Sidewalk Labs’ final master plan for its smart city project in Toronto will be released next month, says the firm’s CEO.
Speaking at the Collision technology conference in Toronto Wednesday, Dan Doctoroff told a packed room that the master plan for the Quayside project will be done “literally next month.”
Doctoroff said when that happens another set of public reviews of the proposal will begin.
Sidewalk Labs’ plan for the 12-acre beta-site on the city’s eastern waterfront calls for a mixed-use development consisting mostly of residential units. Once delivered, the tri-government corporation Waterfront Toronto must approve the master plan and likely senior levels of government before it can go ahead.
Asked about criticisms from groups opposed to Quayside that suggested Sidewalk Labs hasn’t been transparent about the project, Doctoroff told the audience, “I think, to be honest, we have been more transparent than any other project I’ve seen.”
“We set up an office, exhibition space, down at the waterfront and had more than 10,000 people come down and see what we’re doing,” he told BNN Bloomberg host Jon Erlichman, who interviewed Doctoroff for the fireside chat-type address at the conference.
He added that Sidewalk has held numerous public forums and meetings during the planning process for the project and met with more than 20,000 people in person.
The Sidewalk project has come under fire from various groups including the Canadian Civil Liberties Association, which wants the project halted until all three levels of government have established digital data governance polices related to the collection, ownership, use and storage of the personal information that would be obtained in the smart city. A citizens’ group called #Blocksidewalk has also called for a “reset” of the project, arguing for a more transparent process.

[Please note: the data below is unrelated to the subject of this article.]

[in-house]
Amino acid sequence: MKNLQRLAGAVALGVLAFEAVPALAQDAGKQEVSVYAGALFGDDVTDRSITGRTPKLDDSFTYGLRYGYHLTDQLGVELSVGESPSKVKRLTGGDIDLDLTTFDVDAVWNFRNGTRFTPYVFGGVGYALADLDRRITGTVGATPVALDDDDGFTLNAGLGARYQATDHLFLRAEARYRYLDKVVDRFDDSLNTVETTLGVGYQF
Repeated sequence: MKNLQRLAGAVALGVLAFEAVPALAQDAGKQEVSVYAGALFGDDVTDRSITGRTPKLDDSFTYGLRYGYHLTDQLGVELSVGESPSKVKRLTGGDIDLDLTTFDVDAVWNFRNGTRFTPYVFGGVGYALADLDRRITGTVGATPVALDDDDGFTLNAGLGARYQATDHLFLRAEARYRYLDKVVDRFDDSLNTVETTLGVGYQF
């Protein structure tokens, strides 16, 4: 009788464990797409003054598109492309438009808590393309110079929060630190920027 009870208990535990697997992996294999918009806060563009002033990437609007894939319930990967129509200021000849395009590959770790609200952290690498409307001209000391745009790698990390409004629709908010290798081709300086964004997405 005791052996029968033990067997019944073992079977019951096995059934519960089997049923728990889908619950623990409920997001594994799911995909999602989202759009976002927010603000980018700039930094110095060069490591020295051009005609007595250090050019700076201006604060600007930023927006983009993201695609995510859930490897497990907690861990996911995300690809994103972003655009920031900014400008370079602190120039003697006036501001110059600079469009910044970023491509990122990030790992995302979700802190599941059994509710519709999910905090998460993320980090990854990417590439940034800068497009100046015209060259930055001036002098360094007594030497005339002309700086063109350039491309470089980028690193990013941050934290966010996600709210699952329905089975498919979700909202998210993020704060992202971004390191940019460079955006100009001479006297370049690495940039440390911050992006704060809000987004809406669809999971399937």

On Wednesday evening, Waterfront Toronto and the Toronto Public Library co-hosted a public discussion on the future of digital neighbourhoods and digital literacy. About 100 people attended the event, which was not specifically about Sidewalk Labs’ Quayside Project, although it addressed many of the underlying anxieties the project has raised.
Without mentioning Sidewalk Labs by name, Waterfront Toronto Vice-President Kristina Verner said the organization has heard the public’s concerns “loud and clear.”
“Risks, ethical considerations, including privacy, data ownership and data sharing, are being discussed in a more balanced way than ever before,” she said.
Verner also unveiled Waterfront Toronto’s recently drafted digital principles, which include inclusivity, accessibility, transparency, privacy and data protection.
Michael Geist, the Canada Research Chair in Internet and E-commerce law and the chair of Waterfront Toronto’s Digital Strategy Advisory Panel, spoke about how cities need to first determine what they value before figuring out how to make the most of the new technologies available to them.
Representatives of the Toronto Public Library spoke about their ongoing digital literacy initiatives and the importance of equitable access to online services and networks.
Participants then split into smaller discussion groups on the subjects of digital literacy, digital principles, digital neighbourhoods, digital justice and digital equity.